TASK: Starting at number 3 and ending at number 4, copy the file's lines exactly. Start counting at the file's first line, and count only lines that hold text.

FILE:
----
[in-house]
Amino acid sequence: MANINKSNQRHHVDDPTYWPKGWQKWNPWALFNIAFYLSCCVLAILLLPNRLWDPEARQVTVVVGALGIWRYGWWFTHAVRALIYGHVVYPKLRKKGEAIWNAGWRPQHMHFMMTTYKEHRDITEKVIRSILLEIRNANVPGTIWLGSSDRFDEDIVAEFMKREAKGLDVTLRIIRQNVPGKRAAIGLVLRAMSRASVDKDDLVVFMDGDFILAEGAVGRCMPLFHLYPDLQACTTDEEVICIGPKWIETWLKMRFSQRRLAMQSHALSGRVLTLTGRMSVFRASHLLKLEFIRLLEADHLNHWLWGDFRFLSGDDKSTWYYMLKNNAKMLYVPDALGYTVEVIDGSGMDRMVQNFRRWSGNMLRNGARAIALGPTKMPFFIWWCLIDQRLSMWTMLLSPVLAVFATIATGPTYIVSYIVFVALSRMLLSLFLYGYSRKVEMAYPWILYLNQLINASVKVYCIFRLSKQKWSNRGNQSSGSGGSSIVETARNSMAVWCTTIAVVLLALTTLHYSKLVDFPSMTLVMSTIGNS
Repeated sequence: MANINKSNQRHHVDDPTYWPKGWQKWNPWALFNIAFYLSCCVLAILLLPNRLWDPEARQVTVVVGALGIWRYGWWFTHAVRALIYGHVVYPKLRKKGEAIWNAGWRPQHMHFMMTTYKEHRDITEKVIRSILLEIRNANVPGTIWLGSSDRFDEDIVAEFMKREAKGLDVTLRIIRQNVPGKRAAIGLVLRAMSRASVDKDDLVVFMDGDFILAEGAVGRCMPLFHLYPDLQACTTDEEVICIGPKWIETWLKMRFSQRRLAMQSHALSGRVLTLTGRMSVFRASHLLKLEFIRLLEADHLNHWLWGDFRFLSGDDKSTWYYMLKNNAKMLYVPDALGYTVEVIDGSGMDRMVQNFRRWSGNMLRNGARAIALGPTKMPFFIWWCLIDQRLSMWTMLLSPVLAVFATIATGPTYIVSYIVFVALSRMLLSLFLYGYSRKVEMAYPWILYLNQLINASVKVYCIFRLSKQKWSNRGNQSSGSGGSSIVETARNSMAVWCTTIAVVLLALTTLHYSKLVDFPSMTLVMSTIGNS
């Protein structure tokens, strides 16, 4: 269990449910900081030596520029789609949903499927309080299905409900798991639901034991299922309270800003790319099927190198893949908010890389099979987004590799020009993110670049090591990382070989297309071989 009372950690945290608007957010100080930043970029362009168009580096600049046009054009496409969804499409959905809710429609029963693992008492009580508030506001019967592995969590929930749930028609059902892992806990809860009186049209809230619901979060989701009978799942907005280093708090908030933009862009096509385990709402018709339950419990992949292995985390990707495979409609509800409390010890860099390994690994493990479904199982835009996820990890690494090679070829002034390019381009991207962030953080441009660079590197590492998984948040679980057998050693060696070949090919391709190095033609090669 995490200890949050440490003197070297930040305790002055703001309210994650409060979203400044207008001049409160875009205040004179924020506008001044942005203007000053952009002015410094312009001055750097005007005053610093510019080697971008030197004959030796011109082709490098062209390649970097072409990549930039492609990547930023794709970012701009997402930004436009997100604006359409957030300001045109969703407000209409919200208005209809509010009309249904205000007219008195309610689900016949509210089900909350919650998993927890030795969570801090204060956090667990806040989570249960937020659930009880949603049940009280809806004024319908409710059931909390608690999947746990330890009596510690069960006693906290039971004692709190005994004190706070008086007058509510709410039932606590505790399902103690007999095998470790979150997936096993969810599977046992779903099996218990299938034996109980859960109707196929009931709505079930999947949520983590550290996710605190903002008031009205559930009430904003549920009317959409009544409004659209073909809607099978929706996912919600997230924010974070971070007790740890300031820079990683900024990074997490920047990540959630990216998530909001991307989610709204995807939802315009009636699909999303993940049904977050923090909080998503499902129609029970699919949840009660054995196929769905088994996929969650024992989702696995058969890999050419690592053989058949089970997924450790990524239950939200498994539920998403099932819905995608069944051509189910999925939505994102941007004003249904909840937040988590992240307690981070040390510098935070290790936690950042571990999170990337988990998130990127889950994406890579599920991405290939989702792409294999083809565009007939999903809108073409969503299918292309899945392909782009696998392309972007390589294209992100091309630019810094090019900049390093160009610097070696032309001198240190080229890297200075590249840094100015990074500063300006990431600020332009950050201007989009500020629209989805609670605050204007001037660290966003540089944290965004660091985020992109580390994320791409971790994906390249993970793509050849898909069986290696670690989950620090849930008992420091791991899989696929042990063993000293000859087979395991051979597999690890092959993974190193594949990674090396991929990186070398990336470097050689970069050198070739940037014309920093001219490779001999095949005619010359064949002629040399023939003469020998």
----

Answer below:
Repeated sequence: MANINKSNQRHHVDDPTYWPKGWQKWNPWALFNIAFYLSCCVLAILLLPNRLWDPEARQVTVVVGALGIWRYGWWFTHAVRALIYGHVVYPKLRKKGEAIWNAGWRPQHMHFMMTTYKEHRDITEKVIRSILLEIRNANVPGTIWLGSSDRFDEDIVAEFMKREAKGLDVTLRIIRQNVPGKRAAIGLVLRAMSRASVDKDDLVVFMDGDFILAEGAVGRCMPLFHLYPDLQACTTDEEVICIGPKWIETWLKMRFSQRRLAMQSHALSGRVLTLTGRMSVFRASHLLKLEFIRLLEADHLNHWLWGDFRFLSGDDKSTWYYMLKNNAKMLYVPDALGYTVEVIDGSGMDRMVQNFRRWSGNMLRNGARAIALGPTKMPFFIWWCLIDQRLSMWTMLLSPVLAVFATIATGPTYIVSYIVFVALSRMLLSLFLYGYSRKVEMAYPWILYLNQLINASVKVYCIFRLSKQKWSNRGNQSSGSGGSSIVETARNSMAVWCTTIAVVLLALTTLHYSKLVDFPSMTLVMSTIGNS
């Protein structure tokens, strides 16, 4: 269990449910900081030596520029789609949903499927309080299905409900798991639901034991299922309270800003790319099927190198893949908010890389099979987004590799020009993110670049090591990382070989297309071989 009372950690945290608007957010100080930043970029362009168009580096600049046009054009496409969804499409959905809710429609029963693992008492009580508030506001019967592995969590929930749930028609059902892992806990809860009186049209809230619901979060989701009978799942907005280093708090908030933009862009096509385990709402018709339950419990992949292995985390990707495979409609509800409390010890860099390994690994493990479904199982835009996820990890690494090679070829002034390019381009991207962030953080441009660079590197590492998984948040679980057998050693060696070949090919391709190095033609090669 995490200890949050440490003197070297930040305790002055703001309210994650409060979203400044207008001049409160875009205040004179924020506008001044942005203007000053952009002015410094312009001055750097005007005053610093510019080697971008030197004959030796011109082709490098062209390649970097072409990549930039492609990547930023794709970012701009997402930004436009997100604006359409957030300001045109969703407000209409919200208005209809509010009309249904205000007219008195309610689900016949509210089900909350919650998993927890030795969570801090204060956090667990806040989570249960937020659930009880949603049940009280809806004024319908409710059931909390608690999947746990330890009596510690069960006693906290039971004692709190005994004190706070008086007058509510709410039932606590505790399902103690007999095998470790979150997936096993969810599977046992779903099996218990299938034996109980859960109707196929009931709505079930999947949520983590550290996710605190903002008031009205559930009430904003549920009317959409009544409004659209073909809607099978929706996912919600997230924010974070971070007790740890300031820079990683900024990074997490920047990540959630990216998530909001991307989610709204995807939802315009009636699909999303993940049904977050923090909080998503499902129609029970699919949840009660054995196929769905088994996929969650024992989702696995058969890999050419690592053989058949089970997924450790990524239950939200498994539920998403099932819905995608069944051509189910999925939505994102941007004003249904909840937040988590992240307690981070040390510098935070290790936690950042571990999170990337988990998130990127889950994406890579599920991405290939989702792409294999083809565009007939999903809108073409969503299918292309899945392909782009696998392309972007390589294209992100091309630019810094090019900049390093160009610097070696032309001198240190080229890297200075590249840094100015990074500063300006990431600020332009950050201007989009500020629209989805609670605050204007001037660290966003540089944290965004660091985020992109580390994320791409971790994906390249993970793509050849898909069986290696670690989950620090849930008992420091791991899989696929042990063993000293000859087979395991051979597999690890092959993974190193594949990674090396991929990186070398990336470097050689970069050198070739940037014309920093001219490779001999095949005619010359064949002629040399023939003469020998």